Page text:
Should IndyCar Revamp Its Points System?
Whenever I make a bold statement, I always feel the need to throw out a disclaimer ahead of it. First off, I want to make it clear that I am very happy that Ryan Hunter-Reay is the new champion of the IZOD IndyCar Series. He drove his heart out in the remaining three races when things looked hopeless after he was punted by Alex Tagliani at Sonoma; and was very deserving of the championship.
Now that I’ve gotten that out of the way – I think it’s time to revamp the IndyCar points system. The way it currently stands, the race winner is rewarded appropriately but I think that too many drivers are rewarded for just showing up. Fifty points go to the winner of each race, while second place is awarded forty points. A twenty percent difference between first and second is fairly significant. Third place gets thirty-five, while fourth nets thirty-two. After there, things start getting into a fuzzy area where there is hardly any point differential. Fifth pays thirty points and six scores twenty-eight. It goes down by two’s down to tenth place. From eleventh to seventeenth, the point total decreases by one for each place, then levels off at paying twelve points regardless if you finish eighteenth or twenty-fourth. Beyond twenty-fourth, each position pays ten points – no matter how far back you finish. The pole winner gets a point and the driver that leads the most laps wins 2 points. A driver could conceivably come away from a race with fifty-three total points.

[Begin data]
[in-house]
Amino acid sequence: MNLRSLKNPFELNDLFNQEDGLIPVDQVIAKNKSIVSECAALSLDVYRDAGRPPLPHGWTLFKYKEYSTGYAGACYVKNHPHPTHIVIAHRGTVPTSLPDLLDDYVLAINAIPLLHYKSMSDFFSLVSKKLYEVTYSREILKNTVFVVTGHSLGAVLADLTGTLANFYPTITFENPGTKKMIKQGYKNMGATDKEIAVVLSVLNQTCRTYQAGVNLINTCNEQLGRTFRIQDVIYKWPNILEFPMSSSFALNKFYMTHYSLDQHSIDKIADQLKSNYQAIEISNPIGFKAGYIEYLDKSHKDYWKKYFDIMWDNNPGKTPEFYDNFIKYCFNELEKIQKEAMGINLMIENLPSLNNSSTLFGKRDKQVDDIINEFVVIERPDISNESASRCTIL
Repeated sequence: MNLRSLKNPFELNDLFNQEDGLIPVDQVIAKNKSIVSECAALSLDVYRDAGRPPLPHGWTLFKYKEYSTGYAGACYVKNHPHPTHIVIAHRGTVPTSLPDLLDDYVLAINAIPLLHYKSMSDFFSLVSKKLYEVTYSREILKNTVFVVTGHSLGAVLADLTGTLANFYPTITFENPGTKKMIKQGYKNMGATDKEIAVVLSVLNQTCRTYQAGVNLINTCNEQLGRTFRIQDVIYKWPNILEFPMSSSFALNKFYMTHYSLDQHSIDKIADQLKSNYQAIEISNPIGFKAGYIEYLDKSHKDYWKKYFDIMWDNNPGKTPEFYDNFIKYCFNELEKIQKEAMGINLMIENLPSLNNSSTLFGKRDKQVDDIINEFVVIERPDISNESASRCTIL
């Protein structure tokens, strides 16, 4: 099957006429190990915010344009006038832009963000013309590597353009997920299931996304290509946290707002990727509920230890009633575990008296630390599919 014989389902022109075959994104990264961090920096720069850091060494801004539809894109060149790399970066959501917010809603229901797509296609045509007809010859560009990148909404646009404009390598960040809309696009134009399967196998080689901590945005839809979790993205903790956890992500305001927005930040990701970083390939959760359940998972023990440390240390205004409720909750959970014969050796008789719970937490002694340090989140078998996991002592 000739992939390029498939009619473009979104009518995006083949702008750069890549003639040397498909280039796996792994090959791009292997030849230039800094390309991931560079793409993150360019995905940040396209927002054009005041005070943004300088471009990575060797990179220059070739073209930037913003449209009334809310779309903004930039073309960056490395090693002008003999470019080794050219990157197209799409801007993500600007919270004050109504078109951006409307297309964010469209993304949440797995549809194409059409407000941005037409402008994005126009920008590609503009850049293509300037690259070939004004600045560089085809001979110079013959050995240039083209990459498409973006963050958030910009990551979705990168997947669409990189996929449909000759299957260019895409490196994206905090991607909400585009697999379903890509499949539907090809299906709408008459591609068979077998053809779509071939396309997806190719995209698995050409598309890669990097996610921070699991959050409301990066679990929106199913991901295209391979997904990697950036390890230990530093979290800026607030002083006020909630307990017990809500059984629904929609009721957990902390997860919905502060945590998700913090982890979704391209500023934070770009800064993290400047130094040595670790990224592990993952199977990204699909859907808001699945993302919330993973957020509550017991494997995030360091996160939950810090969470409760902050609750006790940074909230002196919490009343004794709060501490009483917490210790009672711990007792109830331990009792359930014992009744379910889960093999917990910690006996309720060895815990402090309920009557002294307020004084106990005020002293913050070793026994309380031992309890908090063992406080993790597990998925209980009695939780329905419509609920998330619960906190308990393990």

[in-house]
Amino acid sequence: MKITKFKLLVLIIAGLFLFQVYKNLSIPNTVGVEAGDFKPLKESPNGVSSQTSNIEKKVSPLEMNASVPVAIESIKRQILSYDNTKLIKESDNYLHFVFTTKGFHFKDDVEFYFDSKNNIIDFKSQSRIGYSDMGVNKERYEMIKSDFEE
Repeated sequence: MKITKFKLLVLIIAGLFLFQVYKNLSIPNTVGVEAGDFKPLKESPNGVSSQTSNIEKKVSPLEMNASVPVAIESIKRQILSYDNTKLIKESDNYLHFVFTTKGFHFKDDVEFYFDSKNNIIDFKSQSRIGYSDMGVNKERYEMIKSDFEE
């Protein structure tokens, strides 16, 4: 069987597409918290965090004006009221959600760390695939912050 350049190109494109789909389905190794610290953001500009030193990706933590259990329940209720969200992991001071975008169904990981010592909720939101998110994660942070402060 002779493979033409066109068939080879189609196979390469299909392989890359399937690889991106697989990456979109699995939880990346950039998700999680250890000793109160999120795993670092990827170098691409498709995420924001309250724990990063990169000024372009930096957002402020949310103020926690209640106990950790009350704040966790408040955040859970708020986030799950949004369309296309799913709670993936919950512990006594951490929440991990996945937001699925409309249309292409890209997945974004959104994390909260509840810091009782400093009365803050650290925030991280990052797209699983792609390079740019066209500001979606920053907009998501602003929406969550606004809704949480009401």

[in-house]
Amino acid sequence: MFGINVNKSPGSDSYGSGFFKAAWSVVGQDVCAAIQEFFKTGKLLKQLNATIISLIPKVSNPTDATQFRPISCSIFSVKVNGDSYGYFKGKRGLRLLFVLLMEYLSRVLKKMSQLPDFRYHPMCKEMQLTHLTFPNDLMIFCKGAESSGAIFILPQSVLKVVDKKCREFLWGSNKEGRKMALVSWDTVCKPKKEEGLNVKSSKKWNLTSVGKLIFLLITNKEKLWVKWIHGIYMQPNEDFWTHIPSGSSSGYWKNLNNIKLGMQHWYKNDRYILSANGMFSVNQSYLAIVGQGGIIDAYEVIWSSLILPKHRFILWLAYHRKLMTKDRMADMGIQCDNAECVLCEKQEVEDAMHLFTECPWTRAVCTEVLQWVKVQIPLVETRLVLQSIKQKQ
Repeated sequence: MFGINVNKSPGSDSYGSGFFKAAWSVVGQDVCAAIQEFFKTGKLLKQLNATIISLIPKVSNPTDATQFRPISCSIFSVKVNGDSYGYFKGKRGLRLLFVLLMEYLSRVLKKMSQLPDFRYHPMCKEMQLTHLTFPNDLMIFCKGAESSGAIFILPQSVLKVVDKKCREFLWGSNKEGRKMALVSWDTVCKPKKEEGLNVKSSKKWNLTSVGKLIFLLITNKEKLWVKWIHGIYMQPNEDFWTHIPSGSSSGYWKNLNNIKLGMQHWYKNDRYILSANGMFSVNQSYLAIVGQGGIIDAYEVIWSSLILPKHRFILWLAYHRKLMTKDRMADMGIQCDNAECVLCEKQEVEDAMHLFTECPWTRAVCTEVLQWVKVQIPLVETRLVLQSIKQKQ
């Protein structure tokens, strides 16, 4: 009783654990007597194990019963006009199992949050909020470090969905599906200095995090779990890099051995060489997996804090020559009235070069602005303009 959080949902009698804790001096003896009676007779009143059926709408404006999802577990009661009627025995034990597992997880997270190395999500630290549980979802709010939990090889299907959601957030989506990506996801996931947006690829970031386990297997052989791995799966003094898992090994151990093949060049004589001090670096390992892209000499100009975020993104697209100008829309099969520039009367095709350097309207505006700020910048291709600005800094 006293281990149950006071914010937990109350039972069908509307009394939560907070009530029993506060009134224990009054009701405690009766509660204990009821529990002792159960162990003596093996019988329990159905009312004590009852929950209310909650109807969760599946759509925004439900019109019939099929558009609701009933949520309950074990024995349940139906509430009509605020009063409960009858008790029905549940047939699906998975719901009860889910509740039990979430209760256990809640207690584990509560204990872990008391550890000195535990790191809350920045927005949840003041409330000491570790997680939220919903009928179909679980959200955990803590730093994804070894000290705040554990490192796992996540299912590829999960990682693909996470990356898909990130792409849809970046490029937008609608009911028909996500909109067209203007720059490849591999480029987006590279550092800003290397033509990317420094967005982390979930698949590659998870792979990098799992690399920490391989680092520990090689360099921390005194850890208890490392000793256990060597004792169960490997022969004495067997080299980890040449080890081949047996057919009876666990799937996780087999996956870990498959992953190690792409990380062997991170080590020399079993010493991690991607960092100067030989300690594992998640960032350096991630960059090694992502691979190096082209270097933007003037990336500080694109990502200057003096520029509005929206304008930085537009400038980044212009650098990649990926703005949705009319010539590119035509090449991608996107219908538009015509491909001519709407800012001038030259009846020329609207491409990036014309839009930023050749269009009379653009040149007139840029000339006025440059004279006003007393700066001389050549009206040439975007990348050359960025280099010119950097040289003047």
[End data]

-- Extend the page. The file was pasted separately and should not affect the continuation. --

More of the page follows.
The old Formula One system that was in place through 2002 was almost too restrictive in who received points. Only the top six finishers collected points. The race winner got ten points, while second place got six. That’s a forty percent difference between first and second. Third got four points and it went down by one point down to sixth. Place below sixth and you get as many points as the guy who finished dead last – zero. They revamped it slightly in 2003 with the idea of making it tougher for Michael Schumacher to win another championship. It didn’t work. First still paid ten points, but the second place driver would net eight points. Then third got six and it worked its way down to eighth place. After eighth, no points were awarded. As you can tell, a single point comes at a premium in Formula One.
NASCAR just revised their points system a couple of years ago. Theirs was the most confusing and placed a much greater emphasis on consistency than it did on winning – thus giving birth to the term “points racing”. Since fewer people could explain NASCAR’s point system than could explain the infield-fly rule, they decided to simplify it beginning with the 2011 season. With forty-three cars per race, the winner is awarded forty-three points. Although the intent was to simplify things, they added a few variables like the race winner receives three bonus points for winning. Any driver that leads a lap also receives a bonus point, so the winner is guaranteed at least forty-seven points. Then the driver that leads the most laps in a race also gets a bonus point. It’s conceivable that under a simplified system that pays the winner forty-three points, the winner could receive forty-eight points. Still confused? Don’t feel bad.